Climax

Day 383, Ljubljana, 26.445 km

Leaving Zadar, I know that I have only two days left to spend in Croatia before reaching Slovenia and Ljubljana. I decide to treat myself a nice climax and I concoct an appetizing program:  a crossing of the Dinaric Alps (the mountain range that borders the Adriatic coast and at the sight of which I was ecstatic during whole hours), then a small passage by Bosnia, a detour through the Plitvice Lakes National Park (a series of sixteen lakes that cascade into each other) before heading back to Slovenia through the Zumberak-Saborsko Gorje Park (where I imagine myself following the gorges of some turquoise stream), passing the Sveta Gera pass and finally reaching Ljubljana. Beautiful landscapes and nice roads ahead!

The departure from Zadar keeps all its promises: I am quickly out of the city, with the mountains rising again in front of me, with the sea at their feet and a radiant sun to crown it all. I am moreover on small roads which avoid the majority of the flow of the tourists, the day starts well!

Again and again the Dinarides
Crossing towards the continent on Maslenicki Most

Once the sea arm crossed at the level of Maslenica, I begin to climb the Dinarides: the road rises slowly on the sides of the mountain chain, almost straight, deviating slightly to go around rocky peaks which dominate the valley. The temperature rises too, my water reserves are quickly gone and the sight of the Krupa river below only accentuates my thirst. Especially since fountains are rare on this part of the road… Cars and motorcycles have multiplied in the meantime, and even if the occasional shout or sign of encouragement cheers me up, it has trouble compensating close overtaking or the pungent smell of exhaust fumes…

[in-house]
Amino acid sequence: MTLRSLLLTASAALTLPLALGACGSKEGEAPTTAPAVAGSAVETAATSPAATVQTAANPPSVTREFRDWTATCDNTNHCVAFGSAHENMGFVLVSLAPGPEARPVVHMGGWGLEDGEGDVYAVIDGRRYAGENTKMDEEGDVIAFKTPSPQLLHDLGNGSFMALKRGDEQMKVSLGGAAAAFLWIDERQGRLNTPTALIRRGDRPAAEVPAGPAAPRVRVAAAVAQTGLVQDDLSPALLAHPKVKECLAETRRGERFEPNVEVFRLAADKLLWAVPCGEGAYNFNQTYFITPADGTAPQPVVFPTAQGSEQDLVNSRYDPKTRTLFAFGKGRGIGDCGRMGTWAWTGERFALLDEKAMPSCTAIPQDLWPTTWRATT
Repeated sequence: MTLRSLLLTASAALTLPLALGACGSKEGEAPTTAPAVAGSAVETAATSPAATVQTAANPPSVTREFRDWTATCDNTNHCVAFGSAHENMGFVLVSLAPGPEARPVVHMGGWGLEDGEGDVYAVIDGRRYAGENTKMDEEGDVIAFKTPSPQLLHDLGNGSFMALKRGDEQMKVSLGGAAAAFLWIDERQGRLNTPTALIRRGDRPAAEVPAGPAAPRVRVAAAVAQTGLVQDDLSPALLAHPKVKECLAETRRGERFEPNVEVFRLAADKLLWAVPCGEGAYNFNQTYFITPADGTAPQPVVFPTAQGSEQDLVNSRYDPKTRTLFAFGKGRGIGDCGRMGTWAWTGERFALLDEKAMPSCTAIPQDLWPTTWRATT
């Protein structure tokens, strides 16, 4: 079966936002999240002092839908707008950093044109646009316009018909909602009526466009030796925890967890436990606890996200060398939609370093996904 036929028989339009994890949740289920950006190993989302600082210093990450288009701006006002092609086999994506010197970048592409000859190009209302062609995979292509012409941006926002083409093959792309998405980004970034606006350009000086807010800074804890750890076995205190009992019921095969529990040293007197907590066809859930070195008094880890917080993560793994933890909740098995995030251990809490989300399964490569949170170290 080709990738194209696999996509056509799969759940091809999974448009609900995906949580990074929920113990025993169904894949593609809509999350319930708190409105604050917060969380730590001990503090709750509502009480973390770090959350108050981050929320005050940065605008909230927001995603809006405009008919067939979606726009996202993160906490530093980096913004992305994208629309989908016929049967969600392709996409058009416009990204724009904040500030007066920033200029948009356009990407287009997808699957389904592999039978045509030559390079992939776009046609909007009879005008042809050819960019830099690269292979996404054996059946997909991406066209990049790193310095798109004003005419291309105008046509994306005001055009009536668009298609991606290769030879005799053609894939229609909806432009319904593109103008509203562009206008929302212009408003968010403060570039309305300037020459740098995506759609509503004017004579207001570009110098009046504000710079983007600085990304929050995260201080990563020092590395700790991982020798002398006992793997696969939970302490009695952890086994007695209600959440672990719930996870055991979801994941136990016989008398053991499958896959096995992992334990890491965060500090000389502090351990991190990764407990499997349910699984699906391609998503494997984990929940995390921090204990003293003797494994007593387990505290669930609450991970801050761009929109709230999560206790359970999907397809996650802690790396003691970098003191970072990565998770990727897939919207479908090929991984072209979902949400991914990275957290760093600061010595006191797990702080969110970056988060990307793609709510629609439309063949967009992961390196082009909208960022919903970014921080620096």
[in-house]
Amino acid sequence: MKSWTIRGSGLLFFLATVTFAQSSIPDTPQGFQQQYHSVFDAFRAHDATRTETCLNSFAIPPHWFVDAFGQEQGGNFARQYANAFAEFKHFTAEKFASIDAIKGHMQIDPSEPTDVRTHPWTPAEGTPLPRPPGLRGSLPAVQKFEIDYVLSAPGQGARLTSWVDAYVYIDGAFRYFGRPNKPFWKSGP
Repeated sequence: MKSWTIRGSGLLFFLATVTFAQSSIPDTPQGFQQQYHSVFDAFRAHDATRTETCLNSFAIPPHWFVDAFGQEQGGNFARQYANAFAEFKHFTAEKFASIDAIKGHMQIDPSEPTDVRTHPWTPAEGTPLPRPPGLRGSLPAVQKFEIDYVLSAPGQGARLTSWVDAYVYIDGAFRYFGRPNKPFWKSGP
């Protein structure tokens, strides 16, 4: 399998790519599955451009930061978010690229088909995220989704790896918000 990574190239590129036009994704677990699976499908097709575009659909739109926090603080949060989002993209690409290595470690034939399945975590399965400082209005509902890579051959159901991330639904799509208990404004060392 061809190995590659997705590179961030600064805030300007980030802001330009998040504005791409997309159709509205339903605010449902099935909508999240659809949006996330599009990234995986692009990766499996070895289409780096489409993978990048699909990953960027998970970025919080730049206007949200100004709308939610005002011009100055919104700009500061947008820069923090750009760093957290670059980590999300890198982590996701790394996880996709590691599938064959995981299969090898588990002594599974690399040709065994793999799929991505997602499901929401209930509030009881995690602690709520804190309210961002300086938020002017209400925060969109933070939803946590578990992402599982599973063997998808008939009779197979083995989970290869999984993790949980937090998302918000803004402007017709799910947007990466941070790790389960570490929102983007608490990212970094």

On to the Alps
The Krupa Valley

Once over the pass, a superb descent (I will never get tired of it either) and I leave the main road to take the direction of Bosnia. I find myself in an almost deserted valley, with a village of half a dozen houses in its center and apart from that fields, trees, a few cows and beautiful views on the green of the surrounding mountains. I even stop to listen to the silence, which for the first time in what seems to me to be an eternity, is only disturbed by the rustling of leaves in the wind or the buzzing of the occasional fly… A good idea to have headed for Bosnia!